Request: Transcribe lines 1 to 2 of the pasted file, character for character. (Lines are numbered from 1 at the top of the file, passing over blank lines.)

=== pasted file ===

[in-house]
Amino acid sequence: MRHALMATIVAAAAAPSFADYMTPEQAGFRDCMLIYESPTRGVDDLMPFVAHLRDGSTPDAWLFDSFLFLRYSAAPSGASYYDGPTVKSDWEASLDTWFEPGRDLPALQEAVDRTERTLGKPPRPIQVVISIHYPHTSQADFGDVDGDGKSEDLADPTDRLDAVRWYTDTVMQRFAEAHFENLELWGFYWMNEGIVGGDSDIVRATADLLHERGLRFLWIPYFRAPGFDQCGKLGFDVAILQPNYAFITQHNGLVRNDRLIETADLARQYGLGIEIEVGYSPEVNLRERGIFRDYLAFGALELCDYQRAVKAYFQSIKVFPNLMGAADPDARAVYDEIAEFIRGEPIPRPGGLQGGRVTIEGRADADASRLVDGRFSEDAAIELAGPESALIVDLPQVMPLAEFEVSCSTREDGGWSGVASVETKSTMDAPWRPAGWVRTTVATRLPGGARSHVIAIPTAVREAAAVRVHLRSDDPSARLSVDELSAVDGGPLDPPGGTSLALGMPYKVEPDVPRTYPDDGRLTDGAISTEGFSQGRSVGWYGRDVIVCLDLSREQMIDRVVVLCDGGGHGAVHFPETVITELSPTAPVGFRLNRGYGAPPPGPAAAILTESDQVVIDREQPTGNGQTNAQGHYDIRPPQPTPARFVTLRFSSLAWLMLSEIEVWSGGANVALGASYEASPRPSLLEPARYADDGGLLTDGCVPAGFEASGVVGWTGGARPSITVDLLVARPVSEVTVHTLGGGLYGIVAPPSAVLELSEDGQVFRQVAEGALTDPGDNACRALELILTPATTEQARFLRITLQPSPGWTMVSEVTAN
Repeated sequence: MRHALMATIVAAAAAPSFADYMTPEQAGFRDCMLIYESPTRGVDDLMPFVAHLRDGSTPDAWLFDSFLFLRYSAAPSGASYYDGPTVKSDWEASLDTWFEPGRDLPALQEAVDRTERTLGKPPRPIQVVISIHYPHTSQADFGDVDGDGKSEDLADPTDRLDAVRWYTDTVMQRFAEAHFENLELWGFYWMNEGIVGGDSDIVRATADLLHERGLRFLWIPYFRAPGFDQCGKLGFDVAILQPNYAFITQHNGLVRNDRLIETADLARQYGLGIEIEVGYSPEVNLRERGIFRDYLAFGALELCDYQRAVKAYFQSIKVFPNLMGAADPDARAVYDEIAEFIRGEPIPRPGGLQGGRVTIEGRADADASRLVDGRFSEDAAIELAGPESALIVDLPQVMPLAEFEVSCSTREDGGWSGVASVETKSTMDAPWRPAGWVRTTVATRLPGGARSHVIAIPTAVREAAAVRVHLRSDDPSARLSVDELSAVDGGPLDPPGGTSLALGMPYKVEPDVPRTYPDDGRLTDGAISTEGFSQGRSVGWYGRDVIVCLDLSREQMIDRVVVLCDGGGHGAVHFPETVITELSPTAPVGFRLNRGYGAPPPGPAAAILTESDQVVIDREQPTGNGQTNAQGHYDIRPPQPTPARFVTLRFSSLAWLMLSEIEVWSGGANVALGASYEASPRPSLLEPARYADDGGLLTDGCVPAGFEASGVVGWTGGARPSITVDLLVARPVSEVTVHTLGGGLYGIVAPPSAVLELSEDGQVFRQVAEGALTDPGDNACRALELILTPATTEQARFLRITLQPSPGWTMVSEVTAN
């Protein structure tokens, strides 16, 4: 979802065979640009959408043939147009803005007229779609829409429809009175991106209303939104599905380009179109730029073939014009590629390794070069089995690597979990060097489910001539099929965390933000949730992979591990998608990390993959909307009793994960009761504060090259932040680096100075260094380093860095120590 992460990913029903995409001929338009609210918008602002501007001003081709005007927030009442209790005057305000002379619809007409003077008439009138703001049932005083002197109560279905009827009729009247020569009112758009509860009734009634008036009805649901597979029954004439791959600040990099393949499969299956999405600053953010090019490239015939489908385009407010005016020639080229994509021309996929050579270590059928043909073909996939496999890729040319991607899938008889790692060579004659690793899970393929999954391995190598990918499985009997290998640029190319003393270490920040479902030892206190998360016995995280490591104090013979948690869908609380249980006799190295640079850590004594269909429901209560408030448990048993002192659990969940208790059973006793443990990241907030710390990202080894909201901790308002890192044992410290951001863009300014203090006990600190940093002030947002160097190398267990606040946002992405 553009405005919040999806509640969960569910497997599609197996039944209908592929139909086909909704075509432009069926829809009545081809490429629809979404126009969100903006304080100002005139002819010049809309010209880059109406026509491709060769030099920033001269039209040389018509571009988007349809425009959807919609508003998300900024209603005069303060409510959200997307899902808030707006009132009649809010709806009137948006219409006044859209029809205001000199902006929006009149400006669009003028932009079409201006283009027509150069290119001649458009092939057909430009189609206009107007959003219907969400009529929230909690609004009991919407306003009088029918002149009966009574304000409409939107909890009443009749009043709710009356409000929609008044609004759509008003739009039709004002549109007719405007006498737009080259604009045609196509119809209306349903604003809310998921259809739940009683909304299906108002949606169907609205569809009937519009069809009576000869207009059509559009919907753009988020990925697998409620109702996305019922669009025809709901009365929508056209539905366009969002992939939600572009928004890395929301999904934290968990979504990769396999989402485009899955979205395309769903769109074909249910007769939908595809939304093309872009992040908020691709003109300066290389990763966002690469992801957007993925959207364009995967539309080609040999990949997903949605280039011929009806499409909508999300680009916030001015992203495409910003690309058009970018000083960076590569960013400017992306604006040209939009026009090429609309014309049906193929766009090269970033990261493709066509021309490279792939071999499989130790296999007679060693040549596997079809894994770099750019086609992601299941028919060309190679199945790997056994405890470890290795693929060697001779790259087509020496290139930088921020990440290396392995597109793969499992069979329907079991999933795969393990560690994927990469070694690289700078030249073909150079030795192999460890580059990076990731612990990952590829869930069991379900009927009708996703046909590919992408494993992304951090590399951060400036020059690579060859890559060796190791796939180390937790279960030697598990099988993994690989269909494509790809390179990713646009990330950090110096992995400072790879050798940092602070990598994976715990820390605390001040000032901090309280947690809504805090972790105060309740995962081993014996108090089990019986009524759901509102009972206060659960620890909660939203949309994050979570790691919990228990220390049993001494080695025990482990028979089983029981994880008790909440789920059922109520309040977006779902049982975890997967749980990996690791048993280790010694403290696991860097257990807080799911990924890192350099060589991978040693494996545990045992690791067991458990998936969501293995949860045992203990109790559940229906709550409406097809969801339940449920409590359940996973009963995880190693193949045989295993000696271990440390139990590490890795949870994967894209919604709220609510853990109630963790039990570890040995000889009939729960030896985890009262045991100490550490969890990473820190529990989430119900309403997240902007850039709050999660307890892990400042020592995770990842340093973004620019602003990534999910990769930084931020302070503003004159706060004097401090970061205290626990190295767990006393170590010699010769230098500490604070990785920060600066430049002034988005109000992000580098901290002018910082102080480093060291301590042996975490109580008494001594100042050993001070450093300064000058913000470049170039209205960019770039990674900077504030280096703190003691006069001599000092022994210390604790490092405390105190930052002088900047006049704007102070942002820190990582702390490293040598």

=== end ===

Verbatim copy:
[in-house]
Amino acid sequence: MRHALMATIVAAAAAPSFADYMTPEQAGFRDCMLIYESPTRGVDDLMPFVAHLRDGSTPDAWLFDSFLFLRYSAAPSGASYYDGPTVKSDWEASLDTWFEPGRDLPALQEAVDRTERTLGKPPRPIQVVISIHYPHTSQADFGDVDGDGKSEDLADPTDRLDAVRWYTDTVMQRFAEAHFENLELWGFYWMNEGIVGGDSDIVRATADLLHERGLRFLWIPYFRAPGFDQCGKLGFDVAILQPNYAFITQHNGLVRNDRLIETADLARQYGLGIEIEVGYSPEVNLRERGIFRDYLAFGALELCDYQRAVKAYFQSIKVFPNLMGAADPDARAVYDEIAEFIRGEPIPRPGGLQGGRVTIEGRADADASRLVDGRFSEDAAIELAGPESALIVDLPQVMPLAEFEVSCSTREDGGWSGVASVETKSTMDAPWRPAGWVRTTVATRLPGGARSHVIAIPTAVREAAAVRVHLRSDDPSARLSVDELSAVDGGPLDPPGGTSLALGMPYKVEPDVPRTYPDDGRLTDGAISTEGFSQGRSVGWYGRDVIVCLDLSREQMIDRVVVLCDGGGHGAVHFPETVITELSPTAPVGFRLNRGYGAPPPGPAAAILTESDQVVIDREQPTGNGQTNAQGHYDIRPPQPTPARFVTLRFSSLAWLMLSEIEVWSGGANVALGASYEASPRPSLLEPARYADDGGLLTDGCVPAGFEASGVVGWTGGARPSITVDLLVARPVSEVTVHTLGGGLYGIVAPPSAVLELSEDGQVFRQVAEGALTDPGDNACRALELILTPATTEQARFLRITLQPSPGWTMVSEVTAN